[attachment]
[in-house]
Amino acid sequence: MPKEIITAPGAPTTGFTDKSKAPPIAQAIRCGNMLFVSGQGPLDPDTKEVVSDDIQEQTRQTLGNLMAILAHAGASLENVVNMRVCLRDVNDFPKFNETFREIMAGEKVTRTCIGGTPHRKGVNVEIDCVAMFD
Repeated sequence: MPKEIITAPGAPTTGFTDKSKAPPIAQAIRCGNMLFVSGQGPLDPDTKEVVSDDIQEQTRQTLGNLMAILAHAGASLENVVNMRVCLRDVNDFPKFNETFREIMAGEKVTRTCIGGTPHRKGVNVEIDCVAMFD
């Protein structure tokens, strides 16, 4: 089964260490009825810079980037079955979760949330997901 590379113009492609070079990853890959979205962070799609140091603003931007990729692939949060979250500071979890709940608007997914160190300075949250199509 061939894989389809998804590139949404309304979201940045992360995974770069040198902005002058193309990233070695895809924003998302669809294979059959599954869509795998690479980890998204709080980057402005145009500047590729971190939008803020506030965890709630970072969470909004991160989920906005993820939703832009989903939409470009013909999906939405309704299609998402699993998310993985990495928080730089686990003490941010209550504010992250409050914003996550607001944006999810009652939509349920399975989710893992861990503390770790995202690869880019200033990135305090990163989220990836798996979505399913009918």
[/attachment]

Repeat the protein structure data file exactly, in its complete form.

[in-house]
Amino acid sequence: MPKEIITAPGAPTTGFTDKSKAPPIAQAIRCGNMLFVSGQGPLDPDTKEVVSDDIQEQTRQTLGNLMAILAHAGASLENVVNMRVCLRDVNDFPKFNETFREIMAGEKVTRTCIGGTPHRKGVNVEIDCVAMFD
Repeated sequence: MPKEIITAPGAPTTGFTDKSKAPPIAQAIRCGNMLFVSGQGPLDPDTKEVVSDDIQEQTRQTLGNLMAILAHAGASLENVVNMRVCLRDVNDFPKFNETFREIMAGEKVTRTCIGGTPHRKGVNVEIDCVAMFD
């Protein structure tokens, strides 16, 4: 089964260490009825810079980037079955979760949330997901 590379113009492609070079990853890959979205962070799609140091603003931007990729692939949060979250500071979890709940608007997914160190300075949250199509 061939894989389809998804590139949404309304979201940045992360995974770069040198902005002058193309990233070695895809924003998302669809294979059959599954869509795998690479980890998204709080980057402005145009500047590729971190939008803020506030965890709630970072969470909004991160989920906005993820939703832009989903939409470009013909999906939405309704299609998402699993998310993985990495928080730089686990003490941010209550504010992250409050914003996550607001944006999810009652939509349920399975989710893992861990503390770790995202690869880019200033990135305090990163989220990836798996979505399913009918």